The introduction of novel traffic monitoring and management techniques are an attractive avenue to manage the traffic congestion as building new infrastructure is not a justifiable solution. Demand management strategies and traffic control strategies are the broader categories of methods to reduce traffic congestion found in the literature. Although there are numerous traffic control strategies in literature, less work has been focused on demand management strategies.
After a careful review of the existing literature, we break down traffic demand management strategies into two categories:
- Strategies focused on reducing demand or shifting the travellers to other transport modes such as public transport, ridesharing, parking restrictions etc.
- The strategies focused on redistribution of demand over space and time such as route guidance, congestion pricing, peak-hour pricing, flexible working hours, etc.
We see that a vast number of studies were focused on spatial redistribution of demand and less attention was given to temporal redistribution of demand although such strategies have a very high potential in mitigating traffic congestion. At the same time, we see that the successful implementation of any demand management strategy often relies on accurate demand estimates. Nevertheless, existing demand estimation techniques face challenges in scalability to large scale networks.
Given the above research gaps, this study will focus on developing demand management and demand estimation techniques for large scale traffic networks. Our study will build upon macroscopic traffic models based on the macroscopic fundamental diagram (MFD) to understand the complex interaction of large-scale traffic networks. MFD enables analytically tractable approaches for complex problems in demand management and estimation.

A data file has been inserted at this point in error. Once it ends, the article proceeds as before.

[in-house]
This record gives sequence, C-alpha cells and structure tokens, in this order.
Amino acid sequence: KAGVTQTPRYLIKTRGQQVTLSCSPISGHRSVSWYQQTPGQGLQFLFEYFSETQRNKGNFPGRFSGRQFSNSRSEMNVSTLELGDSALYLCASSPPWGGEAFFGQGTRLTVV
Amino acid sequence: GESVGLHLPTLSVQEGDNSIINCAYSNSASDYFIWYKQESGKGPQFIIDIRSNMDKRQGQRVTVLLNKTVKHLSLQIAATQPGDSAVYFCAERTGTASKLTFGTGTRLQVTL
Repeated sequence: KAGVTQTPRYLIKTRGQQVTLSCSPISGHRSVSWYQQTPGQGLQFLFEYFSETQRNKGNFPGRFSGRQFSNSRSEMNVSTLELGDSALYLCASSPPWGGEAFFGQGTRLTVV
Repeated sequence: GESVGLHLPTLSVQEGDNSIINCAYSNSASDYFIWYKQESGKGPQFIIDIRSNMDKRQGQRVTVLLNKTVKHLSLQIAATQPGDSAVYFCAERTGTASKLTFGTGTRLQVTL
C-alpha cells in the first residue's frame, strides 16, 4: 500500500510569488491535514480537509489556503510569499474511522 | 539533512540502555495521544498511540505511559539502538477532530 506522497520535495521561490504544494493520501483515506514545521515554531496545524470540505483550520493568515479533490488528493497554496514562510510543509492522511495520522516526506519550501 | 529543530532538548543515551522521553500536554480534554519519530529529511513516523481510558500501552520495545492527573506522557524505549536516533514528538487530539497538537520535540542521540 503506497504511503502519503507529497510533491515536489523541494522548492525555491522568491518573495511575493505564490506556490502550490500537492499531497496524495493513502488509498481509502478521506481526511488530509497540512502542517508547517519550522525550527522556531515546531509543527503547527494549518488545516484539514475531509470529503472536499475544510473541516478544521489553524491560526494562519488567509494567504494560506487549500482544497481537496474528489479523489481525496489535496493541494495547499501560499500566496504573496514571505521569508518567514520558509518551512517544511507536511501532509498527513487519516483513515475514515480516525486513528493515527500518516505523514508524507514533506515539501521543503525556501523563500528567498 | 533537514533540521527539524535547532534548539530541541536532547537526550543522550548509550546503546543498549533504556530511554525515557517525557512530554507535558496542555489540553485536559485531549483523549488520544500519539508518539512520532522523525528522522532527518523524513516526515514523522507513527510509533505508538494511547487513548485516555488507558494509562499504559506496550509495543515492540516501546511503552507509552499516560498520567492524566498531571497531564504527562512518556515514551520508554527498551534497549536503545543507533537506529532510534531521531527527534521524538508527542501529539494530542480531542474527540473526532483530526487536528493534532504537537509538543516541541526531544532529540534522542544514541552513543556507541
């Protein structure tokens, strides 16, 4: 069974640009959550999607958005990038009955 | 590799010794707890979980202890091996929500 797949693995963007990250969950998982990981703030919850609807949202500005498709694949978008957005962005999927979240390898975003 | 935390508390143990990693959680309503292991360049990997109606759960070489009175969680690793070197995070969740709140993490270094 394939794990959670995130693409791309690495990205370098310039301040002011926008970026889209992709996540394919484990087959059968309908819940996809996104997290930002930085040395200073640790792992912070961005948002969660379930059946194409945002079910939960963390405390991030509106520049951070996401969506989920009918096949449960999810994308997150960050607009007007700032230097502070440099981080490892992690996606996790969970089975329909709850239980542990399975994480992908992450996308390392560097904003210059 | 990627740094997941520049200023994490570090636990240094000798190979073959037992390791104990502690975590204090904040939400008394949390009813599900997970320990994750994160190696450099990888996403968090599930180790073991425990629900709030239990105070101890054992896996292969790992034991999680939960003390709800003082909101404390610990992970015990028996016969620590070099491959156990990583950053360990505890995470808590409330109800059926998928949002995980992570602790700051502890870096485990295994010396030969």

The aim of this study is set to develop demand management and demand estimation tools for large-scale traffic networks. Two objectives are accomplished in this project where we focus on developing demand management and demand estimation strategies for large-scale traffic networks by incorporating the MFD-based traffic dynamics.
A thorough review of the literature shows that there are no promising methods to demand management and demand estimation in large scale traffic networks. The existing traffic demand management (TDM) strategies often face incompliance problems as they require substantial schedule changes. Hence, there is a need for developing TDM strategies which target to achieve system optimum conditions by limited schedule changes to travellers.
On the other hand, there exist demand uncertainties due to technology penetration of advanced traveller information systems and incompliance of travellers to TDM strategies. The existing demand estimation methods suffer challenges in scalability to large-scale networks and reliability in estimates. Thus, there is a need to develop computationally feasible methods to estimate demand using analytically tractable macroscopic traffic models.
Two objectives are formulated to bridge the research gap.
Develop a method to manage the demand in a large-scale traffic network by limited schedule changes.
Develop a robust demand estimation method applicable to large-scale and complex traffic networks.
This PhD was completed in October 2022.